Oral history of the Great Depression part 2

My previous post introduced the Unemployment Relief Scheme settlement in Meadows that was established during the Great Depression.  Oral history interviewees talked about what it was like to live there in cottages that had been described as ‘roomy tin bungalows’ in a contemporary newspaper report.

Although the cottages themselves were basic, was the scheme otherwise successful? Did it live up to expectations?

Did the scheme succeed?

Excerpt from the Chronicle of 26 July 1934, p6, about the Unemployment Relief Scheme.

The Unemployment Relief Scheme established four settlements in the southern Mount Lofty Ranges, beginning in 1933.  The first three were at Echunga (13 families), Bridgewater (4 families) and Yundi (19 families), and finally the Meadows settlement in May 1934.  By July 1934, the chairman of the Land Settlement Committee, Mr Spafford, was reported in the Chronicle as saying,

Now that the original settlements have been in existence for more than a year, the position looks much more hopeful than it did at the commencement.  If the price of export eggs is maintained at about the figure which has ruled during the past season, and if nothing is done to interfere seriously with the acceptance of Australian eggs on the British market, it appears probable that the proportionate success will be greater than the 40 per cent thought likely when the scheme was inaugurated.  Even if a high proportion of settlers fail to make good as farmers, the successful settlement of some of them, the rehabilitation of the men to a frame of mind and physical fitness to appreciate work, the return of hope and contentment to the womenfolk, and the fact that so many children have been reared in healthy surroundings in the country, will make the trial well worth while.”

Overall impressions

Those in charge of the scheme may have been pleased with its progress.  But how did the settlers feel? Was the scheme worthwhile in their opinion? Did they become successful farmers? Were they contented? I asked the former residents of the colony these and other questions.

Harry’s overall impression of the scheme were very negative:

As far as I’m concerned, the whole thing was a total disaster.  Even though it got us out of the towns it didn’t really work.  The settlement system didn’t really work.  I felt that perhaps we might have starved in the cities but at least we would have starved with a bit more facilities.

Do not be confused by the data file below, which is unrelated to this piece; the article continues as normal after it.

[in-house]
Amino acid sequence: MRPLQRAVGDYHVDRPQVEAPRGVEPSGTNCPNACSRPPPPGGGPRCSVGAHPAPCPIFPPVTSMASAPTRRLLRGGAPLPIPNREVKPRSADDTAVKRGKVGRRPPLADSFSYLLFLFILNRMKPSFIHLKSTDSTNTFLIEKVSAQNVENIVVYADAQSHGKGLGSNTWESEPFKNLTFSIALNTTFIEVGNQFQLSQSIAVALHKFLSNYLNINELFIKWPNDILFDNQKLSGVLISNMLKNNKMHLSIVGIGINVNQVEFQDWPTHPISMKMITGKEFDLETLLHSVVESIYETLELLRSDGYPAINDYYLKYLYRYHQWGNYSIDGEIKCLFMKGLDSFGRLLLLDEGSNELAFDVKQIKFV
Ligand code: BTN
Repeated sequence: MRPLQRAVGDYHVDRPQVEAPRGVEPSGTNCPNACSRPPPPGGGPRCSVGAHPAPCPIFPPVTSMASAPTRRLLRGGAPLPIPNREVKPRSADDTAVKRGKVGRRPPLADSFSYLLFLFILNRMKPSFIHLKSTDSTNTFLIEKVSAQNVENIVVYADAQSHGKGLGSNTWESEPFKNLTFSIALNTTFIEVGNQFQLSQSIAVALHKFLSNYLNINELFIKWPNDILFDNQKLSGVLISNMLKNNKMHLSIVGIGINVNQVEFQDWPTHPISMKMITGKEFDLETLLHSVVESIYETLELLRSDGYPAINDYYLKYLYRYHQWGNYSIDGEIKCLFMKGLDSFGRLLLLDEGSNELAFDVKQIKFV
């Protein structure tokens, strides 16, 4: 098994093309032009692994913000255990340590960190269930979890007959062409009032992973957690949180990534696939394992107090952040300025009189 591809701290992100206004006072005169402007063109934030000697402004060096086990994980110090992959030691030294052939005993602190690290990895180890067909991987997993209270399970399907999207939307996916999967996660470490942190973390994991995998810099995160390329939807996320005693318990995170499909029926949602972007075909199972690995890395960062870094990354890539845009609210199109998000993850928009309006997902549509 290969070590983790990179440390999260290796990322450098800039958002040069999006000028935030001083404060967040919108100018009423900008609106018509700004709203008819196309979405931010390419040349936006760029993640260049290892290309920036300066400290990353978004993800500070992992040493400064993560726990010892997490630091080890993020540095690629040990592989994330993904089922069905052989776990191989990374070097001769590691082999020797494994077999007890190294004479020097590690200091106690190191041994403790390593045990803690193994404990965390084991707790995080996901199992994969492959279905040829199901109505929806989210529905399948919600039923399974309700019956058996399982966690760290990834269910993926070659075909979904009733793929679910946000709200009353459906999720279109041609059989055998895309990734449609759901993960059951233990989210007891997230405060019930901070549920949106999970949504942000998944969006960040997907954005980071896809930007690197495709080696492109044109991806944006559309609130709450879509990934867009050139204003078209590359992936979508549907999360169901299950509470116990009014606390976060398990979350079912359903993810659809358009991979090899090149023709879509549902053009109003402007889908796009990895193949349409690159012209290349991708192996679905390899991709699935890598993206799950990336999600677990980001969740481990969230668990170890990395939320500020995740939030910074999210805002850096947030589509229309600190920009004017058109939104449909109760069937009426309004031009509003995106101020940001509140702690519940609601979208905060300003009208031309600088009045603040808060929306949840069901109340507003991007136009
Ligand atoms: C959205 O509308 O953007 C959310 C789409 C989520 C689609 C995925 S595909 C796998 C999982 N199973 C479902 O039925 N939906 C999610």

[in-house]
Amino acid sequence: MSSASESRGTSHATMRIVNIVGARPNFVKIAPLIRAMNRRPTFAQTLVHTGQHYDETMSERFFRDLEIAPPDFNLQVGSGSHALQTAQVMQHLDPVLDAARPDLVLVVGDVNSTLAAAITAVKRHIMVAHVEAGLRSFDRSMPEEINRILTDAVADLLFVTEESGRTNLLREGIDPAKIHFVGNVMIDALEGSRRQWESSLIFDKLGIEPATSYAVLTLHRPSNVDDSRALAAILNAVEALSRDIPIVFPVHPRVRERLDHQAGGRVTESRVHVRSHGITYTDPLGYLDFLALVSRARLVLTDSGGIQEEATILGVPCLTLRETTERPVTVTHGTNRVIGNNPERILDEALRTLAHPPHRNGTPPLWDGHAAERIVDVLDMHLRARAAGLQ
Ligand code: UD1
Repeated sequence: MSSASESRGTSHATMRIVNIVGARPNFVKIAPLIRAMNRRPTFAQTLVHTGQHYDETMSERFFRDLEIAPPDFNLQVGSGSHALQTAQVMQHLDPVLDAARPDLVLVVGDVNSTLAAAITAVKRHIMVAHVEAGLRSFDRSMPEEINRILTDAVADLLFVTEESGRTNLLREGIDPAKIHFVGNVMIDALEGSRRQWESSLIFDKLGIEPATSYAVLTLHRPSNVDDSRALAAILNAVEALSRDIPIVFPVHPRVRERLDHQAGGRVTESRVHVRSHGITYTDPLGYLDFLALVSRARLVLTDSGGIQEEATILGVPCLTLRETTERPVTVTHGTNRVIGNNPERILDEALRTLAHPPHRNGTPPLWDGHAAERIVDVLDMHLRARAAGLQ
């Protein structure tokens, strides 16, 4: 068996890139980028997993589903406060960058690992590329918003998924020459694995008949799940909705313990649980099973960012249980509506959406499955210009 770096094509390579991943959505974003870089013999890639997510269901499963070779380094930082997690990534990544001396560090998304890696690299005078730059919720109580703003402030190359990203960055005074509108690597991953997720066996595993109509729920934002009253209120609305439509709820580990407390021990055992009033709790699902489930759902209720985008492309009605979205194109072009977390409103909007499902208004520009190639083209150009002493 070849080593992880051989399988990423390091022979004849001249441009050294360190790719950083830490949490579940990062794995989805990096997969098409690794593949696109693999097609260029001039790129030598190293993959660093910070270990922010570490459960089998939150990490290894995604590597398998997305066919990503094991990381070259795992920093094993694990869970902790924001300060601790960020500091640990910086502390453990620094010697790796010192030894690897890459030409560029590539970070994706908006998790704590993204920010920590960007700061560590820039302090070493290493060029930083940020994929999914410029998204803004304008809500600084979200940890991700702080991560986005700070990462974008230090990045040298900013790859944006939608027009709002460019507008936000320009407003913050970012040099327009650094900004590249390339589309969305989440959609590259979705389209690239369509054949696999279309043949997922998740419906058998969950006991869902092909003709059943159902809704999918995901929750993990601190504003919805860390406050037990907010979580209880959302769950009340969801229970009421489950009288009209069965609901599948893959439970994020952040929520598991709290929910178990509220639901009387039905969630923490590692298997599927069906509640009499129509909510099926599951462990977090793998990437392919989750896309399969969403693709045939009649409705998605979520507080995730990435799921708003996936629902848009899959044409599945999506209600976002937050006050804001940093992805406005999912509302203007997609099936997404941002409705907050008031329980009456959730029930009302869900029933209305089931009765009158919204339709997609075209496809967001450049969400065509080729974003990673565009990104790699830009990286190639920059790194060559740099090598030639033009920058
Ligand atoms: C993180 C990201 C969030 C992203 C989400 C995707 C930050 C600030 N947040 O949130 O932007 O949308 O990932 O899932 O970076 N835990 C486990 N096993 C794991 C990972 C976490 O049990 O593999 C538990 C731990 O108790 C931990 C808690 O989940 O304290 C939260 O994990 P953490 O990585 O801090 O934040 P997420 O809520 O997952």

A useless farm

One of the remaining Poultry Settlement Cottages, now used as a shed, in Meadows, 2008.

Lillian had similar views to Harry about the failure of the scheme, and explained its weaknesses:

Well, I think it was a real government bungle right from start to finish, putting people there on such a little bit of land and running a poultry farm there that was useless.  I mean the conditions weren’t conducive to poultry being there in those sort of conditions.  And I think sending people up to a house like that with all the children with no bathroom, no wash house, no water, it was – – –.  I mean you see them say people are in poverty now, but that’s nothing to what it was there.  It was just absolute poverty.  But I think out of that all I learned that you don’t ever get anything for nothing, you work for everything you got and you always make your own opinions about people, no matter what people say you don’t take any notice of that, you work your own thing out to decide who is who.  Whether I would have learned the same if I’d have been in town – I probably would have, I don’t know; but I just sort of thought it did teach me there you’ve got to be responsible for yourself no matter what you do or how you do it.  It’s your life and you’ve got to make it, you can’t expect someone else to do it for you, you’ve got to – it’s your life.  You’re given a life but you’re not given anything else; you work for that.”

Was country life better or easier?

The Land Settlement Committee believed it was better to raise families in the “healthy surroundings in the country”, than in the city.  The settlers were not convinced about this.  Harry explained:

I think they had a misguided idea that these people would have a better life if they left the areas of, well, civilisation, I would imagine, and that if they left the areas – and remembering that these people were coming from homes that they’d built there; perhaps they weren’t living particularly well – but then they thought that they would be able to sustain a better lifestyle on a small, ten-acre block.  But when you’d come to these blocks it was a primitive house:  it had three rooms, that’s two bedrooms and a kitchen/dining room/living room and everything; it had no running water – actually when we arrived it had no water at all.  There was an outside toilet that was way down the yard; there was only wood heating, they only had wood to light the fires; and there were kerosene lanterns.  So they had some misguided idea that they would come to a better life.  But actually they put all of those twenty-two families into abject poverty.”

A more hopeful position…

At the beginning of this post I quoted the optimistic comments of the chairman of the Land Settlement Committee.  He refers to the likely success of the scheme as long as the price of export eggs is maintained, and the British market for Australian eggs is maintained.  In a future post, I’ll investigate what actually happened to the settlers, and their financial success or otherwise.

Quotes from oral history interviews with Harry Portlock and Lillian Gage courtesy of the State Library of South Australia (OH 829-5 and 16).

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